eBay Find: Barlow Wadley XCR-30 Receiver

Barlow Wadley XCR-30-FrontMany thanks to SWLing Post contributor, Dan Robinson, who writes:

Barlow Wadley’s show up every now and then on Ebay, but infrequently with the original papers.

Rarely, one sees them with  the original box. These are great representatives of SW radio history, though you have to take care to ask question of the seller.

This price appears to be quite high (roughly $490 US), especially for a radio without the FM band, which was added in later production runs:

Click here to view on eBay.

Barlow Wadley XCR-30-Inside Barlow Wadley XCR-30-WithBox

Thanks, Dan! Someone brought one of these to the SWL Fest some years ago and it attracted quite a crowd.  I’ve never had one on the air, though–very curious how well they perform.

Are there any SWLing Post readers who own the Barlow Wadley XCR-30? Please comment!

37 thoughts on “eBay Find: Barlow Wadley XCR-30 Receiver

  1. Dan Robinson

    Yes, actually that was my XCR-30, which had been modified by a previous owner with an extra antenna and power jack…

  2. 13dka

    What the… $690? They seem to be much more widespread over here, after all they were the weapon of choice for many DXers here in the 70s. I give it that it’s a quite unique receiver in electrical and mechanical design, and the only radio that ever made it all over the world from South Africa. I recently had one offered in my neck of the wood for 150€ and I didn’t pull the trigger because I don’t need yet another good-but-not-awesome receiver picking up dust.

    Here’s a similar offer (obviously sold but the Google Webcache still has it):


    As for the performance, you always have to put that in relation to what else was offered when it was new – it was relatively cheap and similar to the FRG-7 it offered a relatively high dial resolution, so you could tune to a station easier than with most of the other stuff being in use back then. Of course that was only a 2-3 years until (bad) receivers with (bad) digital frequency readouts washed over the consumer market. Compared with similarly priced receivers (and the XCR-30 was used a lot as a reference when testing other consumer RX back then), the performance was decent, maybe even a tad better than those here and there but it’s not known to be a magic all-time favorite super DX-magnet reference receiver by any stretch of imagination.

    For $690, it must be either quite rare/collectible or very powerful and I’m afraid too many of them were sold to be rare, and it’s not enough of a performer to warrant a price roughly bordering on the ballpark of e.g. a brandnew CR-1a or FDM-Duo. The 150€ in the ad above seem to be appropriate, considering that you can get an ICF-2001D (IIRC known as “2010” in the US) for 150-200€, which has more to offer.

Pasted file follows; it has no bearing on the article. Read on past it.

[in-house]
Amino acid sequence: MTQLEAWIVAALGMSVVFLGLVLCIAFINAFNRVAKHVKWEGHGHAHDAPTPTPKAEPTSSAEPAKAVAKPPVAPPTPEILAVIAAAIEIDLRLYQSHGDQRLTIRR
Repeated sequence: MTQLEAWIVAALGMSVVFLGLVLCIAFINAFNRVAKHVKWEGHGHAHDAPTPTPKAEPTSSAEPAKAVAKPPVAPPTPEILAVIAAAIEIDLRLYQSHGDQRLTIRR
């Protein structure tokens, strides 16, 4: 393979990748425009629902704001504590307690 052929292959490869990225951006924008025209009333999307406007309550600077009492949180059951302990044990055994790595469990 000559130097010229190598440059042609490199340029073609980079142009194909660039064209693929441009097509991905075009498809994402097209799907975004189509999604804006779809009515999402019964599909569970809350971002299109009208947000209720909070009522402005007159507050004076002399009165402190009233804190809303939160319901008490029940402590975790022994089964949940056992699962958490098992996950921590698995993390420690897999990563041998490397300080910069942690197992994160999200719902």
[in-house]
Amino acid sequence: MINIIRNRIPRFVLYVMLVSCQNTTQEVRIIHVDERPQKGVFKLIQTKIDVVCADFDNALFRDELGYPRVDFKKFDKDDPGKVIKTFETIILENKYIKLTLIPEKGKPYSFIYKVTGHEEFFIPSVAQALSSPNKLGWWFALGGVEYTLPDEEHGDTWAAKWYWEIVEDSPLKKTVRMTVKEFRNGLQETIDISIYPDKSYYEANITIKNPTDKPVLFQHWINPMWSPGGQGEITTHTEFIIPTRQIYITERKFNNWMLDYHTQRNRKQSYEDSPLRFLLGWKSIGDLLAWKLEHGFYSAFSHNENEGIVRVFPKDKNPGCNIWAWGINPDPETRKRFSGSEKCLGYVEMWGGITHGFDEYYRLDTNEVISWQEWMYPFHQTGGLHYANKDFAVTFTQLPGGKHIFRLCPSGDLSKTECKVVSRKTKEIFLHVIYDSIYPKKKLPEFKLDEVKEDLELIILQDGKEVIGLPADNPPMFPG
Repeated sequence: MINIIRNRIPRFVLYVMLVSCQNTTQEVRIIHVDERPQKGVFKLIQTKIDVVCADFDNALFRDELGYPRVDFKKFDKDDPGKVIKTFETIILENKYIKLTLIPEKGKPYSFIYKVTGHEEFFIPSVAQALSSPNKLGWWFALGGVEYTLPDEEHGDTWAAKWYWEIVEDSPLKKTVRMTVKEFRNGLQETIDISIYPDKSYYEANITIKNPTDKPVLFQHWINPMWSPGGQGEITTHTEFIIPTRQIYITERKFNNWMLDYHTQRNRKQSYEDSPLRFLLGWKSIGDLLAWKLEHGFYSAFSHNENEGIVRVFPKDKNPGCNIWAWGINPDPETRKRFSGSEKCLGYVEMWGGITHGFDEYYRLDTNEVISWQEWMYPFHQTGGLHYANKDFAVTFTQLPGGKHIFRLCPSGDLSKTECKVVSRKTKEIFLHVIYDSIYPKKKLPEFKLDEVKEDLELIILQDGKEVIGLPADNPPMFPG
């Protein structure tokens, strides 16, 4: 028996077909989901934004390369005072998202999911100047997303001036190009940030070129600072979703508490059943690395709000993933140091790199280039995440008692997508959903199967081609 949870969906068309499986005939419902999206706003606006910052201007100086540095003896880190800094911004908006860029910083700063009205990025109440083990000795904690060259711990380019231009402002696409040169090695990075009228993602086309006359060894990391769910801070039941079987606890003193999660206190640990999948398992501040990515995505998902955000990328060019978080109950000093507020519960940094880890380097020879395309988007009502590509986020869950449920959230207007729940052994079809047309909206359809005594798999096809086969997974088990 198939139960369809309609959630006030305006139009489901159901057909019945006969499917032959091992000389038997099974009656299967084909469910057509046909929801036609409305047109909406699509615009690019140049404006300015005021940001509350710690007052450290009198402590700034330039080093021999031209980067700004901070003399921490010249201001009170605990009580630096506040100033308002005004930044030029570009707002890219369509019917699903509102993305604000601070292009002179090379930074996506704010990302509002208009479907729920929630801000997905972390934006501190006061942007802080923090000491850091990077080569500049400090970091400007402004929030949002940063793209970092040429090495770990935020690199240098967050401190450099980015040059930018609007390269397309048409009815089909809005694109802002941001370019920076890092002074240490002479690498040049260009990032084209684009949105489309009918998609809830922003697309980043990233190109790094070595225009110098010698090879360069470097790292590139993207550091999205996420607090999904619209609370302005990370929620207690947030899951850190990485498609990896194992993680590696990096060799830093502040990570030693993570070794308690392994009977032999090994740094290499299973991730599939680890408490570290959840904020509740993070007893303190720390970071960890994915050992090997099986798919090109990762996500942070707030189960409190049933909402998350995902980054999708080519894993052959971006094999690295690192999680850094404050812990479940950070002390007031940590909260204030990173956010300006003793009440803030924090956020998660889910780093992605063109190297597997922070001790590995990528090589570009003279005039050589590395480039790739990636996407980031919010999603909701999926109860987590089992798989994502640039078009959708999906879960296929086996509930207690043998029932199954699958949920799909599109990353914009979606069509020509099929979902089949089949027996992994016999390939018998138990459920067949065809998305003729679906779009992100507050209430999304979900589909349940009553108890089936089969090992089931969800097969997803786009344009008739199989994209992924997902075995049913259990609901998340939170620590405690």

3. 13dka

    I just wrote quite a bit about the price vs. performance of the radio, hit “post comment” and now it’s gone (not even a “your comment awaits moderation” message)?

  4. Sean G4UCJ

    I had one of these back in the early 80’s, just after I got my first ham license. I used to take it to school with me (yes, really). I would spend lunch times in one of the upstairs class rooms with the whip out of the window listening to the hams on 20m (and doubtless other bands too). For what it was, the XCR30 was a super receiver. Stable as a rock, thanks to the Wadley loop technology. If there was a downside, it was that the filtering could have been better. Obviously this set, although capable, lacked a lot of bells and whistles. Mine was an early version that didn’t have FM. I don’t know where it came from or how much it cost, but I have a feeling it wouldn’t have been expensive – me being a poor schoolboy. I have noticed that every XCR30 I have ever seen has been a ‘MK2’ – did they ever produce a ‘MK1’, and if so, has anybody seen or used one. On eBay these days, an XCR30 will set you back anything up to £200 (I guess that would be about $300 US). I’ve not checked the price of this one, but I would expect that to be at the very high end of what you would expect to pay ($300-350). Any more expensive than $350, I would say it is too expensive, but that is just my opinion – in the end, it’s worth what you are willing to pay for it. As an aside, I also used to take a 2m FM handie in to school, but that got me into trouble as I would be rabbiting on the local repeater when I was supposed to be in a class.

    1. 13dka

      Sean, I’m glad to read that I was not the only one who hauled some heavy shortwave portable (a 1964 Nordmende Globetrotter) to school. :).

      1. Sean G4UCJ

        It certainly was heavy when fully loaded with batteries. Just think, these days we could do the same things and much more with something the size of a cell/mobile phone and a tiny dongle – or with a multimode SW receiver that is the size of a small paperback book. There was a great deal more to listen to back then (certainly on the broadcast bands – they were rammed full of stations from all over the globe), it would have been great to have this technology back then – of course, without the EM interference that plagues us today though.